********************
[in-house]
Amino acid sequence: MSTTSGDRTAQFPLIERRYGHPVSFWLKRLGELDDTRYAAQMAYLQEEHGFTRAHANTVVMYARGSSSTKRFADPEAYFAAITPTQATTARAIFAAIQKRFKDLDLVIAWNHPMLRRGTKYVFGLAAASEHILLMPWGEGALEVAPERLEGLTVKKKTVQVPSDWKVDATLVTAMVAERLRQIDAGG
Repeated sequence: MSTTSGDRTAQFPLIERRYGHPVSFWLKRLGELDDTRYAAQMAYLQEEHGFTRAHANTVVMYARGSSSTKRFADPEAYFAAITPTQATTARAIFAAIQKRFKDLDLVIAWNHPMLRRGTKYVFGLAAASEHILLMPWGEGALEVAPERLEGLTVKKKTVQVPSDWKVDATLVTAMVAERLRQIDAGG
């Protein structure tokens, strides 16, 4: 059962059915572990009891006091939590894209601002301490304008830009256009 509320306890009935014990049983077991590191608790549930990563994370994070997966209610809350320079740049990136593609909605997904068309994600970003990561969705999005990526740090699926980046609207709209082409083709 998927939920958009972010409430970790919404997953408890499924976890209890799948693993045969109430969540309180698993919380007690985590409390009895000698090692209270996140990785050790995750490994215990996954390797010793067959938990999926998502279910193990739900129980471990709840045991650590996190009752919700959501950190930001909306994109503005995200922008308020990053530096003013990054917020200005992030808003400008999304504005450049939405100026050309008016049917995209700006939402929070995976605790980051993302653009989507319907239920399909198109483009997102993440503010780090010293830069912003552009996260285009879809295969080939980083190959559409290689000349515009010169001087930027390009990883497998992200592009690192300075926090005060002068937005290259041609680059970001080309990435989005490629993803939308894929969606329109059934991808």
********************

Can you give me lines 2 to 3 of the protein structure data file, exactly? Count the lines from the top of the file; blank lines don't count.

Amino acid sequence: MSTTSGDRTAQFPLIERRYGHPVSFWLKRLGELDDTRYAAQMAYLQEEHGFTRAHANTVVMYARGSSSTKRFADPEAYFAAITPTQATTARAIFAAIQKRFKDLDLVIAWNHPMLRRGTKYVFGLAAASEHILLMPWGEGALEVAPERLEGLTVKKKTVQVPSDWKVDATLVTAMVAERLRQIDAGG
Repeated sequence: MSTTSGDRTAQFPLIERRYGHPVSFWLKRLGELDDTRYAAQMAYLQEEHGFTRAHANTVVMYARGSSSTKRFADPEAYFAAITPTQATTARAIFAAIQKRFKDLDLVIAWNHPMLRRGTKYVFGLAAASEHILLMPWGEGALEVAPERLEGLTVKKKTVQVPSDWKVDATLVTAMVAERLRQIDAGG